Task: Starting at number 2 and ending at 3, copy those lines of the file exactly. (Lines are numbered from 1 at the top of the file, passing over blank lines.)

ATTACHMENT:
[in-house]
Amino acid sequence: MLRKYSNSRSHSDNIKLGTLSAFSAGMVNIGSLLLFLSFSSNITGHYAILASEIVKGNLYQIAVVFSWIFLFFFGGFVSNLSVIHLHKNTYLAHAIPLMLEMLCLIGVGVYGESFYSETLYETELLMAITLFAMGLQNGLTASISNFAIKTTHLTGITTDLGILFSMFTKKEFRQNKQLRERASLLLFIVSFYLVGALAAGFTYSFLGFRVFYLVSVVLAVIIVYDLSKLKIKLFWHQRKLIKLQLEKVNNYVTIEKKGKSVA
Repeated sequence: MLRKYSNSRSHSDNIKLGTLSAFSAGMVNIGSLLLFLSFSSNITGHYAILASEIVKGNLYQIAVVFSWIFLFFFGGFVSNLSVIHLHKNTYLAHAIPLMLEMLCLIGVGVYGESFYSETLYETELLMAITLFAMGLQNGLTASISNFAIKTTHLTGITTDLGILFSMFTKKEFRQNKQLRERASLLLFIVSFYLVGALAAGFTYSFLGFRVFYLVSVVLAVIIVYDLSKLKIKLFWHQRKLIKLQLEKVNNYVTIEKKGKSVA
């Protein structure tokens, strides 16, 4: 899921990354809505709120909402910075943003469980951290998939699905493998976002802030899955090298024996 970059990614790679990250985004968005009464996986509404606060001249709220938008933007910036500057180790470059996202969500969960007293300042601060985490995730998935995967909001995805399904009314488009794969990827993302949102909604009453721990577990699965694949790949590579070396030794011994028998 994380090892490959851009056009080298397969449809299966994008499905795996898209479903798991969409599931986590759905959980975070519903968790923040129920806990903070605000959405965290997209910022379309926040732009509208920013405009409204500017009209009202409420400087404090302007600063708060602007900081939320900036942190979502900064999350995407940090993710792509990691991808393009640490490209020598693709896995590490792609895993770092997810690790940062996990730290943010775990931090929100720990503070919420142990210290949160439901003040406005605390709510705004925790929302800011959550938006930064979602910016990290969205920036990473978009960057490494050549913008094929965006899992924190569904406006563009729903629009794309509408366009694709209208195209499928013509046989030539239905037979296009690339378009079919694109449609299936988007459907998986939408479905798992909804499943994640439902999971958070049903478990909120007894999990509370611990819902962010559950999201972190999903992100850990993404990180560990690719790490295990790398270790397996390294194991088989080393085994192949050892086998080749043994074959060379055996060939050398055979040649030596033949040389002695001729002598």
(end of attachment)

Amino acid sequence: MLRKYSNSRSHSDNIKLGTLSAFSAGMVNIGSLLLFLSFSSNITGHYAILASEIVKGNLYQIAVVFSWIFLFFFGGFVSNLSVIHLHKNTYLAHAIPLMLEMLCLIGVGVYGESFYSETLYETELLMAITLFAMGLQNGLTASISNFAIKTTHLTGITTDLGILFSMFTKKEFRQNKQLRERASLLLFIVSFYLVGALAAGFTYSFLGFRVFYLVSVVLAVIIVYDLSKLKIKLFWHQRKLIKLQLEKVNNYVTIEKKGKSVA
Repeated sequence: MLRKYSNSRSHSDNIKLGTLSAFSAGMVNIGSLLLFLSFSSNITGHYAILASEIVKGNLYQIAVVFSWIFLFFFGGFVSNLSVIHLHKNTYLAHAIPLMLEMLCLIGVGVYGESFYSETLYETELLMAITLFAMGLQNGLTASISNFAIKTTHLTGITTDLGILFSMFTKKEFRQNKQLRERASLLLFIVSFYLVGALAAGFTYSFLGFRVFYLVSVVLAVIIVYDLSKLKIKLFWHQRKLIKLQLEKVNNYVTIEKKGKSVA